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TTC Special: Omens and summer solutions for International tourism

TTC Special: Omens and summer solutions for International tourism

Photo: nakedking/123rf

By Frank Martin

The ups and downs of Covid-19 pandemic including the tense wait around the world for the results of the vaccines generates uncertainty about 100 million jobs possible return to international tourism next summer.

Recovery forecasts are emerging about how long the coronavirus reign will last.

But the darkness of winter omens is being replaced by a pleasant and sensible summer breeze.

The World Travel and Tourism Council (WTTC) estimated in its most recent report on the epidemic that “the world is recovering.”

The encouraging forecast from the powerful London-based organization held that at least 100 million jobs will return soon in the international entertainment industry.

Many of the major international travel companies report a significant increase in summer bookings based on the forecast.

WTTC predicts 111 million jobs will be reactivated if all goes well.

The bad news is that the figure is only 17% from 2019.

Future statistics represent 54 million fewer jobs in real terms.

The loss of jobs proves to some experts in world tourism that Covid-19 will be an economic disgrace anyway.

However, it indicates that all is not lost. It would be, they say, a good revival of the branch.

Other experts point out that the recovery statistic could remain at just 84 million jobs.

That will be 25% below 2019 levels, with 82 million fewer jobs recovered.

The WTTC is confident that masks and especially global vaccination will do their job very well.

And what will happen in the Caribbean?

The Caribbean region full of beaches and very beautiful landscapes had a very bad 2020 because of the epidemic. This, among other things, means that the estimates suffer from a pessimistic part.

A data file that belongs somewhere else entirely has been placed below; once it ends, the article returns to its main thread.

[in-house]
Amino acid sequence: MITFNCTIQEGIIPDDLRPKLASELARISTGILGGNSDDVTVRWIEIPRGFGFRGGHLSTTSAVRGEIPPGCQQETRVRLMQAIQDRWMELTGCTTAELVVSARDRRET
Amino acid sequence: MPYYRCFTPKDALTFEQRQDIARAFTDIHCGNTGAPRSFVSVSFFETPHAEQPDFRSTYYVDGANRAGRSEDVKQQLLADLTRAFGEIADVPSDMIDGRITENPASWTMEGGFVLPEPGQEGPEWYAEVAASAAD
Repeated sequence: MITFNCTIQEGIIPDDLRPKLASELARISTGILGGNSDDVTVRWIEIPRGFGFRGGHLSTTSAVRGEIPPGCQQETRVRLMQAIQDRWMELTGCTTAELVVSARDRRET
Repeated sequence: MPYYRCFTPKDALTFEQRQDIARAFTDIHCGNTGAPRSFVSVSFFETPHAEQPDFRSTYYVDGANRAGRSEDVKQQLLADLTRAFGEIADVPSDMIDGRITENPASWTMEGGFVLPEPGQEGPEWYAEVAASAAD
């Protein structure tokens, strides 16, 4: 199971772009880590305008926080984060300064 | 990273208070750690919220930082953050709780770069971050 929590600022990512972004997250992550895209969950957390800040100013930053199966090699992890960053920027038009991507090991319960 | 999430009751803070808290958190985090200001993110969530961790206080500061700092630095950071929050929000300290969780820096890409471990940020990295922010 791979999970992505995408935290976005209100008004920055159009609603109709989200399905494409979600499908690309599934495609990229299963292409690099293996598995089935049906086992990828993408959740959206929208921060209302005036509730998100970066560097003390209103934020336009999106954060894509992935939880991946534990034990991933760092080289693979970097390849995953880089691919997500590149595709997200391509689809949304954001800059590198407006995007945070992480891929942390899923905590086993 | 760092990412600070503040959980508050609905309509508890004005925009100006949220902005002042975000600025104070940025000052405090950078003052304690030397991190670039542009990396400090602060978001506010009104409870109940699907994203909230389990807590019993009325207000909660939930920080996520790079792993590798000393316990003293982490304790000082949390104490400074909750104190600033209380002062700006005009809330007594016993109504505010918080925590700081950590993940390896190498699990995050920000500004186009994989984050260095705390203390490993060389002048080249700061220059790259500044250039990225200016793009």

Traveler arrivals to the sunny region fell 75% in the last three quarters of 2020. The contraction of general economic growth in the Caribbean was 6.2% in 2020.

But for the moment, the bad numbers are being replaced by well-founded, cautious and hopeful openings.
The Caribbean, which is dependent on tourists, already sees a full recovery on the horizon, although experts warn against over-optimism.

Jamaica’s Tourism Minister Edmund Bartlett expects such a full recovery in tourism, but by 2023 or 2024.
Most recent dates, he explained, will depend on how quit well be the re-establishment of air travel and cruises.
Bartlett warned anyway that his prediction was made based on his country, Jamaica.

Last year there was a loss of the vacation sector estimated at more than five billion in profits due to a drop in the arrival of tourists estimated at 2.3 million due to the pandemic.

The grim statistics are due to the fact that by 2020 the island had calculated a growth of more than 5.2% compared to 2019, a year that was record.

Very realistic analyzes indicate that in the Caribbean, and also in the rest of the world, the tourism industry will need crucial changes and investments in a process to increase options for clients, with high parameters of sanitary security.

Another warning reminds that the epidemic is universal. That can be said in another way: Covid-19 affect both destinations places and emitters of tourists.

This will require planetary solutions.

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